Weathering challenging times is nothing new for the United States. At the Great Books Foundation, we believe that it is important to help students read and discuss fiction and nonfiction texts that highlight constructive responses to difficult situations. When students explore how historical figures and fictional characters confront and resolve problems, they become better equipped to pursue constructive and equitable solutions themselves.

Our Junior Great Books Nonfiction Inquiry series for grades 2–5 includes accounts of people of all ages taking actions large and small to improve their communities. Students can read and discuss how people came together to help those affected by Hurricane Sandy, how young inventors have developed innovative ways to generate power, and how elementary school students use lemonade stands to raise money for charities. By considering examples of different types of positive action, students are able to see what they might be able to do today and what might be possible for them tomorrow.

This month, we’re offering lesson plans for our exclusive account of Eleanor Roosevelt’s groundbreaking work as First Lady, taken from Junior Great Books Nonfiction Inquiry 5. Mrs. Roosevelt defied conventional expectations of her role, choosing to travel independently and meet with sharecroppers, coal miners, and other groups of Americans who were suffering as a result of the Great Depression. During World War II, she worked to raise awareness of the plight of Jewish people in Europe, protested against government internment camps for Japanese Americans, and visited troops in military hospitals. Her rewriting of the unspoken rules about what the president’s spouse could do has had a lasting impact.

Please use the activities for “Plain, Ordinary Mrs. Roosevelt” below (or download them) for classroom sessions that will spur your students to consider the life and legacy of this remarkable American. We hope you and your students enjoy exploring this selection!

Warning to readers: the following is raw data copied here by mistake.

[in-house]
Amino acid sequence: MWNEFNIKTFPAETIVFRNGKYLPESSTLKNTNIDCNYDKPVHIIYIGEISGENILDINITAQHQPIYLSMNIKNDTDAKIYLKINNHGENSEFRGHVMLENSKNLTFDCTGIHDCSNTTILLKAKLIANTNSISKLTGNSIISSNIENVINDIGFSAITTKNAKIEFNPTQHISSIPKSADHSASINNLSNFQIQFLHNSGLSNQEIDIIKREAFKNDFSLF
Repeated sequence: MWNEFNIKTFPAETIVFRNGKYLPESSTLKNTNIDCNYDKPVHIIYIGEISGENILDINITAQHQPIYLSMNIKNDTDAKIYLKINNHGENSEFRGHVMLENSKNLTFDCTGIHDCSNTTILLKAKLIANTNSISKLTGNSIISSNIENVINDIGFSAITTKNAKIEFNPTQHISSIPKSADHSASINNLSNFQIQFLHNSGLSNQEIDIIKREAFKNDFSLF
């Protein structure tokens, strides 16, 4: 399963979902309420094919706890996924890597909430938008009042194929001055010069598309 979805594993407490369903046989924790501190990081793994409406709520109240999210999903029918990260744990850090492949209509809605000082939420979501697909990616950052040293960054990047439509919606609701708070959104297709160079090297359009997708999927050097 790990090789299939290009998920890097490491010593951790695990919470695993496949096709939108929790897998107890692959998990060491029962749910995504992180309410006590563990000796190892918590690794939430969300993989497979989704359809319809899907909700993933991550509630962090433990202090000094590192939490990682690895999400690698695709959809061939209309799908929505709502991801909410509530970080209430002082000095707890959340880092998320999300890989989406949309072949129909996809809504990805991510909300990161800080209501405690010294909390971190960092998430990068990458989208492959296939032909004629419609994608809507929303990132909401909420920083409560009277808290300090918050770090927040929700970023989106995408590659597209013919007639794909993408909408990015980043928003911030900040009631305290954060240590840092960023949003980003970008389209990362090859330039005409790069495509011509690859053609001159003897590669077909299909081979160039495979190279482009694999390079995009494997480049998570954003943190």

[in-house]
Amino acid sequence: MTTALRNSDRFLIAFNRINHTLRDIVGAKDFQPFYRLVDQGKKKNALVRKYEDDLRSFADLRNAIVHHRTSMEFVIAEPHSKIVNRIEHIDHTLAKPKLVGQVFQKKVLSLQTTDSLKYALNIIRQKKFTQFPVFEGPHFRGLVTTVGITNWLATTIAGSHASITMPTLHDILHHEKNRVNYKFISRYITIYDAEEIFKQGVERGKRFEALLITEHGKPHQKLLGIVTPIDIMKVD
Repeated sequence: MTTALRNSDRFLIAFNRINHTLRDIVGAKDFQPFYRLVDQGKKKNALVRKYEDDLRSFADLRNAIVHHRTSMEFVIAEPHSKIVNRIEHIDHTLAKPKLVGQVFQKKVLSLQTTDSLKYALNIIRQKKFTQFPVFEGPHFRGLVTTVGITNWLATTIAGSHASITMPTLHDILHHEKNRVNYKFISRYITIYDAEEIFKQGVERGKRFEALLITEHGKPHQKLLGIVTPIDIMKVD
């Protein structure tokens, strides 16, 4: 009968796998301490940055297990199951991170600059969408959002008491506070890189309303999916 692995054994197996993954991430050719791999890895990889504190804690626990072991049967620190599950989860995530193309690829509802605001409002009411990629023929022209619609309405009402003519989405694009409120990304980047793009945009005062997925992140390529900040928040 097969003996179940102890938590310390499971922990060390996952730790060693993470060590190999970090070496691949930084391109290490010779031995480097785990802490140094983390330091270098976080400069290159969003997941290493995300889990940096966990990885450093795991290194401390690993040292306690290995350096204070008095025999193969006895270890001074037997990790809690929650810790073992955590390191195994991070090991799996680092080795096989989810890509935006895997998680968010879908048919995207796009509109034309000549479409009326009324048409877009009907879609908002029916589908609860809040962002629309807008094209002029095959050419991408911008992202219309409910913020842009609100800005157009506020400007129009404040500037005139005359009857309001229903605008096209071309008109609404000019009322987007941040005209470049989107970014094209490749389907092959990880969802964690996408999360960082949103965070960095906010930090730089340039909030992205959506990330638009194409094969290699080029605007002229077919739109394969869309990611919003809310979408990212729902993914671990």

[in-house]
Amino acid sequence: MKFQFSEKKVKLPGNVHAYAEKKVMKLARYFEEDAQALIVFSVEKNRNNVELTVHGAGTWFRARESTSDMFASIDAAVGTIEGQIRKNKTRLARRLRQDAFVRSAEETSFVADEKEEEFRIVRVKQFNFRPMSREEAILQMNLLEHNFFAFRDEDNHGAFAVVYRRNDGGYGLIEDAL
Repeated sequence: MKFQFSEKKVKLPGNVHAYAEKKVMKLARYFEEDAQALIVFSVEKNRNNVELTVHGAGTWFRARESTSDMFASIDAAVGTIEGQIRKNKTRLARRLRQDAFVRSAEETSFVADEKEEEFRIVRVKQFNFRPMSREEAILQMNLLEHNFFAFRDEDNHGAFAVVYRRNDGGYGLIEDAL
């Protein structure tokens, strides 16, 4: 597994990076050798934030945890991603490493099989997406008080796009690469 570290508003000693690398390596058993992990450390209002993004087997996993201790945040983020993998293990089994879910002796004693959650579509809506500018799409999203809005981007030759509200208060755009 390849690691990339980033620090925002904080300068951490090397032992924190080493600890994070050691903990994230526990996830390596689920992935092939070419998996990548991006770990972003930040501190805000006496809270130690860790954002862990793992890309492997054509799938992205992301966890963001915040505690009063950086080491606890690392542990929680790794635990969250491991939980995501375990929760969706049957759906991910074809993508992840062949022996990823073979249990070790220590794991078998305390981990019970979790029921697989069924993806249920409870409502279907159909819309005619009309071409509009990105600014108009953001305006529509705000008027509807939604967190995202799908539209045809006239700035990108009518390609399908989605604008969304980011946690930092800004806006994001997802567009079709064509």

“Plain, Ordinary Mrs. Roosevelt” Activities


Have students answer the following questions before they read the selection. They can write down their answers and then share them as a class.

  • What do you know?
    Who is the First Lady of the United States? What do you know about how she spends her time?
  • What do you think?
    Do you think the president’s spouse should support all of the president’s decisions, even if he or she doesn’t agree?

First Reading

Have students read the text and share questions they have about it.

Second Reading

Ask students to reread the selection and mark the text according to the following prompt. Have students review their notes prior to Shared Inquiry discussion.

  • Mark an E in places where Eleanor Roosevelt does something you would expect a First Lady to do.
  • Mark an N in places where Eleanor Roosevelt does something you would not expect a First Lady to do.

Shared Inquiry Discussion

For Shared Inquiry discussion, seat everyone in a circle. Ask the focus question below, and give students a few minutes to write down their answers. Begin the discussion by asking volunteers to share their answers and evidence. Aim for the discussion to last at least 15 minutes.

Focus Question: What do you think the spouses of future presidents should learn from Eleanor Roosevelt’s example?

Cluster Questions:

  • Do you think it was fair for people to accuse Eleanor Roosevelt of “meddling”?
  • Should Eleanor Roosevelt have supported FDR’s decisions, even when they went against what she believed?
  • What do you think were the most and least admirable things Eleanor Roosevelt did as First Lady?

Series 5 Fiction Connection

Every text in Junior Great Books Nonfiction Inquiry is thematically paired with a story from the corresponding grade’s fiction anthologies. “Plain, Ordinary Mrs. Roosevelt” connects with “The Prince and the Goose Girl” in Junior Great Books Series 5, Book Two.

“The Prince and the Goose Girl” is an early-twentieth-century fairy tale in which a poor goose girl named Erith is the only person in the kingdom willing to call the spoiled and arrogant prince a bully. When the furious prince tries to pressure Erith into marrying him, he gets substantially more than he bargained for.

Many teachers like to use Junior Great Books Nonfiction Inquiry and fiction together. You can do so easily when you buy Junior Great Books classroom bundles, which include all the classroom materials you need for both fiction and nonfiction, plus teacher training! Please contact your Great Books educational consultant with any questions about Junior Great Books Nonfiction Inquiry for grades 2–5 or Junior Great Books fiction series for grades K–5!